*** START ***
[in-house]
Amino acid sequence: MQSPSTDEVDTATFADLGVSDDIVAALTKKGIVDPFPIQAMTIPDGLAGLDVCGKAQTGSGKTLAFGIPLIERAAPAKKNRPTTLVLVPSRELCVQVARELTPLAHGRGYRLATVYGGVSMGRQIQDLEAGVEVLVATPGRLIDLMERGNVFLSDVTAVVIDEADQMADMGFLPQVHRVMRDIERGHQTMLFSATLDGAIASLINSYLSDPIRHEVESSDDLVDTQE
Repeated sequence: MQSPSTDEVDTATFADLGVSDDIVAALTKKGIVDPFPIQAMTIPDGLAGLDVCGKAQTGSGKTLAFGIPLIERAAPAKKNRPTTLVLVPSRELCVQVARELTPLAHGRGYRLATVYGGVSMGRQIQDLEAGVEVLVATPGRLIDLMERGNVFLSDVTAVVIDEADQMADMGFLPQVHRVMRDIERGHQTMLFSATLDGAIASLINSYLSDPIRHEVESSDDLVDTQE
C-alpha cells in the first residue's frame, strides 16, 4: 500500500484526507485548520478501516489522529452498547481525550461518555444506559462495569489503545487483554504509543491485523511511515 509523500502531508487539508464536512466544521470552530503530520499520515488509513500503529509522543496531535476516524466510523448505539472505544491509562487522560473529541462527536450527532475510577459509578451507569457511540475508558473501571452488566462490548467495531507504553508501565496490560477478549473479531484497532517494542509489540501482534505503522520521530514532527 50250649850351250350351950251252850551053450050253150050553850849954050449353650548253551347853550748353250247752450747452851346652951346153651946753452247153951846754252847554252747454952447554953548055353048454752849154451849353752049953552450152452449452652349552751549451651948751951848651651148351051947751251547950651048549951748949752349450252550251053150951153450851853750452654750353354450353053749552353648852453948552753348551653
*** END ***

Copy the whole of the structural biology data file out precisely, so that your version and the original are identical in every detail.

[in-house]
Amino acid sequence: MQSPSTDEVDTATFADLGVSDDIVAALTKKGIVDPFPIQAMTIPDGLAGLDVCGKAQTGSGKTLAFGIPLIERAAPAKKNRPTTLVLVPSRELCVQVARELTPLAHGRGYRLATVYGGVSMGRQIQDLEAGVEVLVATPGRLIDLMERGNVFLSDVTAVVIDEADQMADMGFLPQVHRVMRDIERGHQTMLFSATLDGAIASLINSYLSDPIRHEVESSDDLVDTQE
Repeated sequence: MQSPSTDEVDTATFADLGVSDDIVAALTKKGIVDPFPIQAMTIPDGLAGLDVCGKAQTGSGKTLAFGIPLIERAAPAKKNRPTTLVLVPSRELCVQVARELTPLAHGRGYRLATVYGGVSMGRQIQDLEAGVEVLVATPGRLIDLMERGNVFLSDVTAVVIDEADQMADMGFLPQVHRVMRDIERGHQTMLFSATLDGAIASLINSYLSDPIRHEVESSDDLVDTQE
C-alpha cells in the first residue's frame, strides 16, 4: 500500500484526507485548520478501516489522529452498547481525550461518555444506559462495569489503545487483554504509543491485523511511515 509523500502531508487539508464536512466544521470552530503530520499520515488509513500503529509522543496531535476516524466510523448505539472505544491509562487522560473529541462527536450527532475510577459509578451507569457511540475508558473501571452488566462490548467495531507504553508501565496490560477478549473479531484497532517494542509489540501482534505503522520521530514532527 50250649850351250350351950251252850551053450050253150050553850849954050449353650548253551347853550748353250247752450747452851346652951346153651946753452247153951846754252847554252747454952447554953548055353048454752849154451849353752049953552450152452449452652349552751549451651948751951848651651148351051947751251547950651048549951748949752349450252550251053150951153450851853750452654750353354450353053749552353648852453948552753348551653